"The major share of our cases have involved cats," says Dr. Steven Hansen, veterinary toxicologist and senior vice president of the APCC." Most likely because cats have greater access to the simmer pots which are usually kept on counter tops or other high-level surfaces."
The New Jersey ASPCA reports that since 2001, out of the 330 liquid potpourri cases, 87 percent involved felines, and 13 percent involved dogs.
Pet guardians know that most of our pets will still find a way to investigate both dry and liquid potpourris that are placed up high...just like Myster E. did!
Myster E. relaxes on his scratching post.
WARNING - Winter Danger
Janetta Overholser, President of Humane Society of Cottage Grove says, "In this cold weather, be careful about how you keep your outside animals warm. A family who had previously used heat lamps used them again, and something went deadly wrong. Their shed caught on fire, and several of their dogs did not survive.
Another family with baby chicks were using a heat lamp. Their shed caught on fire, and the side of their home was singed. A fire detector is a necessity when using heat lamps.
Kennel quality heating pads are available through pet supply resources, or the Snugglesafe microwaveable heatpads."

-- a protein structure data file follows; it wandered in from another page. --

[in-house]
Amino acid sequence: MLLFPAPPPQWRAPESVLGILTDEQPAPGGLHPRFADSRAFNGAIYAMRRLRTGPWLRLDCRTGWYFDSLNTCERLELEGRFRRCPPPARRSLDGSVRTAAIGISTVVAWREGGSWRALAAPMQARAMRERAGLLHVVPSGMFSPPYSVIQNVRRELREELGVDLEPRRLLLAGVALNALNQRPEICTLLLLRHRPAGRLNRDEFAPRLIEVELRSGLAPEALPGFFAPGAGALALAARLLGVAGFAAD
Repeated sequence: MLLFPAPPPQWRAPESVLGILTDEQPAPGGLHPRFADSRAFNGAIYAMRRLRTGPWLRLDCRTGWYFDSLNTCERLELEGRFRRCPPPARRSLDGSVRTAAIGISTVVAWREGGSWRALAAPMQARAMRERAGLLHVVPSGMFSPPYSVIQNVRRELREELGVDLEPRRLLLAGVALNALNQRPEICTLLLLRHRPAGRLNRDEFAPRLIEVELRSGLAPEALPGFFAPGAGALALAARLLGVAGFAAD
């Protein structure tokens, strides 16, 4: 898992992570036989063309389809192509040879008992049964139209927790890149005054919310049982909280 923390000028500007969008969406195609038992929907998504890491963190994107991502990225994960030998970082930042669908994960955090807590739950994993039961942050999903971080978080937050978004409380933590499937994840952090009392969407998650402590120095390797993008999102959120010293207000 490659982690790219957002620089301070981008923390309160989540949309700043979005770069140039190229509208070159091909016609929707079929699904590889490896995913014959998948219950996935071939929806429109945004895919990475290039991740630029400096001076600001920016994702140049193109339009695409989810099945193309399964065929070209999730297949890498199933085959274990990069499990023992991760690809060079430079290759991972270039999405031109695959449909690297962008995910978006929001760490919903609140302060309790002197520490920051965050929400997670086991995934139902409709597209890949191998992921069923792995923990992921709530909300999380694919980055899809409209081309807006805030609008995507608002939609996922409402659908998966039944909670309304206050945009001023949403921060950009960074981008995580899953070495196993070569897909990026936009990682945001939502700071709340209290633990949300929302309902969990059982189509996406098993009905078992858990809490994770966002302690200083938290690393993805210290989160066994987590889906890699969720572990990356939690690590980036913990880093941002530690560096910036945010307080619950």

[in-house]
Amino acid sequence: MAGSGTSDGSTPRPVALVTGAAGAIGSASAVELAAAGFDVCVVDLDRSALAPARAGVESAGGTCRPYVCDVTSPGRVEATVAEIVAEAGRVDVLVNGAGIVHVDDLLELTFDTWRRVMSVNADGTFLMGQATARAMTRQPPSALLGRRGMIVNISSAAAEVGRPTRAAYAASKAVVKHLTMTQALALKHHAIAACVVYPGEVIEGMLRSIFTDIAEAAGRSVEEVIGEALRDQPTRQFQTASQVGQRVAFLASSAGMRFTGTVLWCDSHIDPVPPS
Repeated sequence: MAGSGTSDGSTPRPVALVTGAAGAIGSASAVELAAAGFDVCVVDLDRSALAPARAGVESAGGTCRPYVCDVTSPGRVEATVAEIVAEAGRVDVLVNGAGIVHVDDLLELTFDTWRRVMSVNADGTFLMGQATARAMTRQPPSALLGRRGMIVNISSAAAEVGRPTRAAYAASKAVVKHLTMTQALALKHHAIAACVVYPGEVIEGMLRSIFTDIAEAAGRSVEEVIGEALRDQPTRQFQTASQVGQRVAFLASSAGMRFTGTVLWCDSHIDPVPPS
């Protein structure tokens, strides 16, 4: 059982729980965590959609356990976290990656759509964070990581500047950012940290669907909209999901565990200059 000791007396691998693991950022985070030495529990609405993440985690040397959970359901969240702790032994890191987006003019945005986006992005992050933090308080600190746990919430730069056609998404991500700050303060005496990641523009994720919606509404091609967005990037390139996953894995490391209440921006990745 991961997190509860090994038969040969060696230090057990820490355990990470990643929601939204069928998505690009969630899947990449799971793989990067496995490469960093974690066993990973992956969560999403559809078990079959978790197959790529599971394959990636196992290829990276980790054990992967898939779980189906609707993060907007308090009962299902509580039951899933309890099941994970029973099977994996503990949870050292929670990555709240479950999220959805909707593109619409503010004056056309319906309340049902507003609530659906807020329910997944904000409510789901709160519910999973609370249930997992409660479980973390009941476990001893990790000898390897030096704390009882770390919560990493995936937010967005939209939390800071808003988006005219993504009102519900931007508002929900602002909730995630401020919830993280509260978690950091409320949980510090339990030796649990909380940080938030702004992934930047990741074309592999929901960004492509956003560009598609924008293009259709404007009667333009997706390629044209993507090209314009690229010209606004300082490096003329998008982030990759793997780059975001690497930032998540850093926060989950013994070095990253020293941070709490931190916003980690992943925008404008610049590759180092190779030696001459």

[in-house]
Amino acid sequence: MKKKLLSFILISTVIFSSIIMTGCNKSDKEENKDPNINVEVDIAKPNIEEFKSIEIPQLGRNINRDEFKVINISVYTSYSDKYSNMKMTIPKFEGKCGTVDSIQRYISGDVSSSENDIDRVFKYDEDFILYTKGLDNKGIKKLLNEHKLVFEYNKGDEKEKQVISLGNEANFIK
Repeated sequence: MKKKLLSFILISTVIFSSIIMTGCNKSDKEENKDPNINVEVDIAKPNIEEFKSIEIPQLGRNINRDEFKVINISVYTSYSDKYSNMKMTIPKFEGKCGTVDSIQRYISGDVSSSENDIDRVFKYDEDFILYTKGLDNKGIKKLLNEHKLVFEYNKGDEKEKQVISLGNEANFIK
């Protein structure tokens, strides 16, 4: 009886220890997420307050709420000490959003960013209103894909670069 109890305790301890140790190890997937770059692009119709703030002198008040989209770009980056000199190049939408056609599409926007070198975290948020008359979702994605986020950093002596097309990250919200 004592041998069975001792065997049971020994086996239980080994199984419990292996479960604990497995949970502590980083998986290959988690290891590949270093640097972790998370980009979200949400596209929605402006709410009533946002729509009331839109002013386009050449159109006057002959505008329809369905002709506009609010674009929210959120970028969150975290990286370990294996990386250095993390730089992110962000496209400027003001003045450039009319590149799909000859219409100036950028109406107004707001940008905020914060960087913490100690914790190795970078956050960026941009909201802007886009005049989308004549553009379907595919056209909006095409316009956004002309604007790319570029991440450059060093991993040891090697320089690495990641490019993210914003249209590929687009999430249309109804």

RECALL - Chicken Jerky
The FDA has issued an alert on chicken jerky (chicken tenders, strips, or treats) made in China for dogs. Heads up from Cottage Grove to Australia!
The FDA is receiving complaints of sick dogs that veterinarians associate with eating chicken jerky products.
Symptoms may occur within hours to days: decreased appetite and activity, vomiting, diarrhea, increased water drinking or increased urination. Contact your Veterinarian if your pet exhibits any symptoms.
ALERT - Antifreeze
Be aware of Antifreeze! The sweet smell of it attracts pets. Do not leave empty containers of Antifreeze around, and clean up all drips. Even a small amount is deadly.
Jeani at Forest Valley Veterinary Clinic informs us, "Antifreeze attracts pets, and the simple act of walking through antifreeze and cleaning their paws can be lethal."
Additional Household Poisons and their symptoms: www.ASPCA.org
If you suspect that your pet may have ingested a potentially
dangerous substance, call your veterinarian, or the
ASPCA Animal Poison Control Center (888) 426-4435.
Warning - Dangerous Dog Toyhttp://thechaistory.blogspot.com/
Janetta Overholser, President of Humane Society of Cottage Society reports, "Apparently there is a danger to dogs playing with the Four Paws Pimple Ball, it has a bell inside. This is an important lesson on monitoring our pets, while playing with toys, so the unexpected doesn't happen."
The ball only has one hole. While chewing the toy, a vacuum is created that sucks the dog's tongue into the hole. Once the tongue is inside the ball, it swells and has to be surgically removed from the toy.
The dog at the following weblink had to have his tongue amputated.